Get your roots for nothing and your (red oak) trees for free!

I’ve been telling you that nothing is easier than gathering acorns (and walnuts and chestnuts, etc) and planting the acorns with tree tubes (see previous posts and video).

I was wrong. There is one thing easier: Putting tree tubes on red oak seedlings or stump sprouts that are already in the ground. This is a great way to ensure the future of a certain component of red oak in your woods, and fall is the perfect time to do this!

In the fall red oak seedlings turn bright red while other understory vegetation turns yellow or brown, making it very easy to spot natural red oak regeneration. Chances are you have a lot more natural regeneration than you thought you did. However chances are also that without some protection those young red oaks will never become mature trees, due to deer browse, overshading by other plants, etc. So when you’re walking through your woods this fall (maybe plotting strategy for the coming deer hunt),

1. Keep an eye out for the flash of bright red from natural red oak seedlings

2. Take some flagging tape along and flag some of those red oak seedlings – choose seedlings that are 6 inches to 3 feet tall, and that either get some sun or that you’d be able to release at some point in the future by removing surrounding vegetation that is shading it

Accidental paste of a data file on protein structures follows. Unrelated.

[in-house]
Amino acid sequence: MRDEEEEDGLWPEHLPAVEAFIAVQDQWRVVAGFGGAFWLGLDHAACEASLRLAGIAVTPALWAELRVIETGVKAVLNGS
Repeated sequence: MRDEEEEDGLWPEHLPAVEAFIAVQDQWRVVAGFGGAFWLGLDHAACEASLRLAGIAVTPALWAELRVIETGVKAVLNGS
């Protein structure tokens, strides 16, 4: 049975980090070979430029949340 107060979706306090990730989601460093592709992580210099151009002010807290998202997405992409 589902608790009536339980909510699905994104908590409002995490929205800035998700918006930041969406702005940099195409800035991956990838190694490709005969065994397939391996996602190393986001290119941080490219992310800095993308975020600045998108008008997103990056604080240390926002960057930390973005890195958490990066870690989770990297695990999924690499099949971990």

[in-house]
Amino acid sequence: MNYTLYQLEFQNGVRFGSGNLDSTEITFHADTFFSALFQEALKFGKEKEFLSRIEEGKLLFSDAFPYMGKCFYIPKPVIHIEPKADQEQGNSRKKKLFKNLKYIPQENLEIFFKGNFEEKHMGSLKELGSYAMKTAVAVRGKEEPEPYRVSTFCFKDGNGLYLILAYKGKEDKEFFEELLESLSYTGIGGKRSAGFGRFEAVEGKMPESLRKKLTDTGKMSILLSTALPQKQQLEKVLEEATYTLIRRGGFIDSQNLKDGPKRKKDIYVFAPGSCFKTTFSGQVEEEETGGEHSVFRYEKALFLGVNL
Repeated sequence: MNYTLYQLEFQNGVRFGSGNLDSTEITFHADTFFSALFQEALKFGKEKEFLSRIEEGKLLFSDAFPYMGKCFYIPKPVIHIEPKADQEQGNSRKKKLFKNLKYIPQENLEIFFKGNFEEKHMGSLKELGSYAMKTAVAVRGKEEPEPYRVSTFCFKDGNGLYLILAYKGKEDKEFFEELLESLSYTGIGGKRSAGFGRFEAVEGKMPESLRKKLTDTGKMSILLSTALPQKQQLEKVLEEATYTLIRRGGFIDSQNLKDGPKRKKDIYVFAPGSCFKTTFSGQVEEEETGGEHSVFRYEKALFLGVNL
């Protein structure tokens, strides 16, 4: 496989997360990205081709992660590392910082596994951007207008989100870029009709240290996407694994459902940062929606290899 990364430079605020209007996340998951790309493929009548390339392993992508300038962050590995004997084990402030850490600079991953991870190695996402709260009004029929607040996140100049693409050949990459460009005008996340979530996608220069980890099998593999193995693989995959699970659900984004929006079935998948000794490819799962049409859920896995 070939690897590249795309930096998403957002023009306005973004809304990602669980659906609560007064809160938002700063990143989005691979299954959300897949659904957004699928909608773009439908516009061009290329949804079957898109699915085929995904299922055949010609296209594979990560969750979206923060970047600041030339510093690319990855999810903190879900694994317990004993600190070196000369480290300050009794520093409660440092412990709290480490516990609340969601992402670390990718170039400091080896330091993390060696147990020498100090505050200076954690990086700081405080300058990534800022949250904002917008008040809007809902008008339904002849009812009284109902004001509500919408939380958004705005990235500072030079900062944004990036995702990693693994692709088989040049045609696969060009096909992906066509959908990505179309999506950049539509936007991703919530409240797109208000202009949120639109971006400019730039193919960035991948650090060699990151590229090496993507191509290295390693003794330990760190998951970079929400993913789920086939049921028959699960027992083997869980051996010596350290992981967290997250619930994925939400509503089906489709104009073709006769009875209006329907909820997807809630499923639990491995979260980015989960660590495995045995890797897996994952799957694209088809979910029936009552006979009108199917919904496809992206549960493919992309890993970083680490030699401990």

3. Head back to the woods with some tree tubes and PVC stakes

4. Prune those red oak seedlings to a single stem

5. Drive your PVC stake about 1.5″ away from the base of the seedling on the north side of the seedling (so it doesn’t shade the young tree)

6. Cover with your tree tube and cinch the tree tube ties around the stake.

Voila! You’re done. The beauty of this system is that these red oaks already have well established root systems. It could be that they have been growing for years but were continually browsed back by deer. You’ll be amazed by how fast they grow once their leaves and terminal leader are protected!

So now you have tubed some natural red oak regeneration, have planted some oak acorns. Now it’s time to plan your nursery purchases. Even though tubing natural regeneration and planting acorns are two great ways to get trees started for very little cost, nurseries have an important role to play in meeting your managements goals. Nurseries sell species and varieties you might not have locally, trees with known genetics and fruit/acorn/nut drop at specific times, genetically selected or hybrid trees that grow faster and begin producing a crop sooner, and can supply the large number of trees you might need for full field plantings.

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